Texts: Jeremiah 33:14-16; 1 Thessalonians 3:9-13
Even though we’re only a few hours into the Advent season, you can already tell it’s the most wonderful time of the year. Lights and wreaths are appearing around town. Plastered on the storefronts downtown are advertisements for different choir as well as announcements about different worship services including our own Taize service. Many of our own homes are filled with advent wreathes made out of fresh greenery, pine cones and holly – or some made of the less shedding plastic; we also have advent calendars that offer chocolate or toys to mark the countdown; there are even Jesse trees or Nativity scenes that will be added to as we get closer and closer to Christmas Day. Our own church was decorated just yesterday for the season – and this morning our wreath is in place and our first candle lit.
Evidence of the Advent season is everywhere. Yet amid all the sparkle and the greenery, there’s something I haven’t seen. Nowhere around town, in my own home, or even in this church, have I seen images of Jesus descending in clouds, a group of saints – any of the various imagery that is associated with the Second Coming.
When we celebrate Advent, we’re celebrating yes, the birth of Christ, as well as Christ’s presence amid us now, but we are also celebrating and looking forward to the Second Coming – when the baby who was born in a manger comes again in full glory and power.
The Second Coming – even though we proclaim belief in it every time we say the Apostles’ or Nicene Creed - is not something we talk about. At least not in great detail. Even though it’s certainly present in our sacred texts, it’s just not part of our daily faith life, not part of the active living of our faith. Last Monday I was at the Christmas parade downtown, and after the umpteen Corvettes and Mustangs that went past, a float went by with a manager scene, a Christmas tree, and a guy in white surrounded by two females in white with horns. It wasn’t until I saw the signs “past, present, future” that I got it. Or right. Rather embarrassing lack of awareness from a minister. The Second Coming is not something that’s part of my consciousness nor is it in the forefront of the minds of most people I know.
The early church was completely different. The Second Coming was a huge part of early Christians’ conversations – was part of their daily faith life. The first generations of Christians believed that Christ would be coming back in their lifetime. Paul writes to the Thessalonians that he wishes God would strengthen their hearts in holiness that they may be blameless before God at the coming of Christ not because it’s just something you say. It’s not as though he’s saying “hope you have fun ‘til Christ comes back.” Paul means and believes what he’s says. He believes that Christ is coming back – and soon.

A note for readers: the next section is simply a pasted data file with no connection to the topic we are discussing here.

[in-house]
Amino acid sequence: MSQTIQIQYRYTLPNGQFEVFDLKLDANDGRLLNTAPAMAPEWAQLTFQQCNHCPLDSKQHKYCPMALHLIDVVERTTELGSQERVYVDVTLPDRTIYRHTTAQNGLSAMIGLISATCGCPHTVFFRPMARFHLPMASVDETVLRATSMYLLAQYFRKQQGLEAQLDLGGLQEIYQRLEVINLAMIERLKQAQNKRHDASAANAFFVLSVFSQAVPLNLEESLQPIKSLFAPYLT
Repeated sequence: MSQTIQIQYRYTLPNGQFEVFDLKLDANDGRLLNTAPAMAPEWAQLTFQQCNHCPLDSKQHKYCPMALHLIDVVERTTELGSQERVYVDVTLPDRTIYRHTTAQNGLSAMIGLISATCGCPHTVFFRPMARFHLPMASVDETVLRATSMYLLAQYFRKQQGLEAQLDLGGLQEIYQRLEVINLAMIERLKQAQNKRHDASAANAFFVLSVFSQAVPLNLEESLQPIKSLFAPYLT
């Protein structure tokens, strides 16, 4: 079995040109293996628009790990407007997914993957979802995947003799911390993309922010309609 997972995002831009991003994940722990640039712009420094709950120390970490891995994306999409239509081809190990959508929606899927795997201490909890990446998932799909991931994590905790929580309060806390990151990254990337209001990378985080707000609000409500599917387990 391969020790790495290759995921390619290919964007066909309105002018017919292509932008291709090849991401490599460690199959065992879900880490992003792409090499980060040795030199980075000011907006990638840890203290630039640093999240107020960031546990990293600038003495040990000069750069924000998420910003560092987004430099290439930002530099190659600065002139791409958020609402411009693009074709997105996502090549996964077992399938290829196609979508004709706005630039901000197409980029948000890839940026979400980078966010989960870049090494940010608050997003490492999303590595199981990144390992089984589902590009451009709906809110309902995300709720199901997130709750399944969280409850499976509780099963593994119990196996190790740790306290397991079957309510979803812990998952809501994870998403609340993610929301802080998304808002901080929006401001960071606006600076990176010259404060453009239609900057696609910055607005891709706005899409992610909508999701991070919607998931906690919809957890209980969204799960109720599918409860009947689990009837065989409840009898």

The belief in Christ’s coming was one that was talked about and celebrated and looked forward to for centuries after Paul. Advent stems from the Latin word adventus meaning coming and when Advent was first officially established around the 6th century, the season was understood as one for preparing for the final coming of Christ even as the church celebrated the first coming. One of our favorite hymns we sang this morning –O Come, O Come, Emmanuel – comes from the traditional antiphons written during the 8th century which, using different names for Christ, call to Christ to come again.
The second coming stayed at the forefront of the Advent season truly until the time of World War II when Christmas became more of focused as a kid’s holiday. The focus of the season leading up to Christmas shifted from looking toward to the second coming to looking back at the first.
Generations, not to mention religious and social changes, remove us from the community that first believed Christ would be coming any day now. We talk about grace, love, Christ’s birth, death, and resurrection. But his coming again? I’d guess that for many of us, the only time we really talk about his coming again is when we here people proclaiming Christ is coming at 5:15AM next Tuesday or that he’s already here. When people like Jerry Falwell proclaim Christ is coming within 10 years – a proclamation made he made in 1999 by the way so keep your eyes peeled for the next few years – the second Advent may become part of our conversation. It shouldn’t take such proclamations for the Second Coming to grab our attention but it often does.
Confession: prior to my recent conversations about Advent, the last time I remember even thinking about the Second Coming was when I learned that Rastafarians believed that Haile Selassie – the Emperor of Ethiopia for which a great souvenir shop we went to in Addis Ababa was named after – was the Messiah. He never claimed to be such but it is said that Bob Marley’s wife Rita become a Rastafarian only after she met the Emperor when he took a trip to Jamaica. Although he died three decades ago, many Rastafarians refuse to believe in his death – the Messiah can’t die again, you see.
You don’t have to be a Rastafarian to have experienced the disappointment of mistaken identity or timing. I think we don’t really talk about the Second Coming in part because of false alerts throughout our history. The first Christians believed the Christ was coming back during their lifetime – understood that he had made that promise to them. When Jesus did not come back, the family of believers came to believe that they misunderstood Christ’s promise – that he would come back, yes, but not as soon as first thought. So they waited and waited and… well, it was worse than Waiting for Godot or Guffman.